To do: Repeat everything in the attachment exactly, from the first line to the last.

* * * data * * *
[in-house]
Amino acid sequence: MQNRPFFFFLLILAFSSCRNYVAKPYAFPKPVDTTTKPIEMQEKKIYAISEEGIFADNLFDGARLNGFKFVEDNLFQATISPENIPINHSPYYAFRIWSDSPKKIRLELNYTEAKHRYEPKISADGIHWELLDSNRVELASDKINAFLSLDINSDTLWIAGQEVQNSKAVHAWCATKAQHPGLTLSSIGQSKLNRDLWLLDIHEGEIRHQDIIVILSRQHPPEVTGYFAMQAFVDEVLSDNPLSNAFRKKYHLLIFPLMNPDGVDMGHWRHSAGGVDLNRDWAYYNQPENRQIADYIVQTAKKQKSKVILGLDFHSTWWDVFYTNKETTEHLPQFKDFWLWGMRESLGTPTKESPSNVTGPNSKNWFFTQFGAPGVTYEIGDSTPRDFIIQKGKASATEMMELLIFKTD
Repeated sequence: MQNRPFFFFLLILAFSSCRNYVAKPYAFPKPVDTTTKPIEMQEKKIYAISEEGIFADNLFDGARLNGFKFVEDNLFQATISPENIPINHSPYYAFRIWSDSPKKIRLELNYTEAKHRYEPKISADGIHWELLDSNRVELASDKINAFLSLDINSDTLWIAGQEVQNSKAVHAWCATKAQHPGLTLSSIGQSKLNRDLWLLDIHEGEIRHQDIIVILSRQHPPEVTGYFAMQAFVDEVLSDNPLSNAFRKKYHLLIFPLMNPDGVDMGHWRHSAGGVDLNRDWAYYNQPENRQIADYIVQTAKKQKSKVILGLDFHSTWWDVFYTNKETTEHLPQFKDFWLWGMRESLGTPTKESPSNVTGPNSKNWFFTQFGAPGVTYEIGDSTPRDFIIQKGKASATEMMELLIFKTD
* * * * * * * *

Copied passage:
[in-house]
Amino acid sequence: MQNRPFFFFLLILAFSSCRNYVAKPYAFPKPVDTTTKPIEMQEKKIYAISEEGIFADNLFDGARLNGFKFVEDNLFQATISPENIPINHSPYYAFRIWSDSPKKIRLELNYTEAKHRYEPKISADGIHWELLDSNRVELASDKINAFLSLDINSDTLWIAGQEVQNSKAVHAWCATKAQHPGLTLSSIGQSKLNRDLWLLDIHEGEIRHQDIIVILSRQHPPEVTGYFAMQAFVDEVLSDNPLSNAFRKKYHLLIFPLMNPDGVDMGHWRHSAGGVDLNRDWAYYNQPENRQIADYIVQTAKKQKSKVILGLDFHSTWWDVFYTNKETTEHLPQFKDFWLWGMRESLGTPTKESPSNVTGPNSKNWFFTQFGAPGVTYEIGDSTPRDFIIQKGKASATEMMELLIFKTD
Repeated sequence: MQNRPFFFFLLILAFSSCRNYVAKPYAFPKPVDTTTKPIEMQEKKIYAISEEGIFADNLFDGARLNGFKFVEDNLFQATISPENIPINHSPYYAFRIWSDSPKKIRLELNYTEAKHRYEPKISADGIHWELLDSNRVELASDKINAFLSLDINSDTLWIAGQEVQNSKAVHAWCATKAQHPGLTLSSIGQSKLNRDLWLLDIHEGEIRHQDIIVILSRQHPPEVTGYFAMQAFVDEVLSDNPLSNAFRKKYHLLIFPLMNPDGVDMGHWRHSAGGVDLNRDWAYYNQPENRQIADYIVQTAKKQKSKVILGLDFHSTWWDVFYTNKETTEHLPQFKDFWLWGMRESLGTPTKESPSNVTGPNSKNWFFTQFGAPGVTYEIGDSTPRDFIIQKGKASATEMMELLIFKTD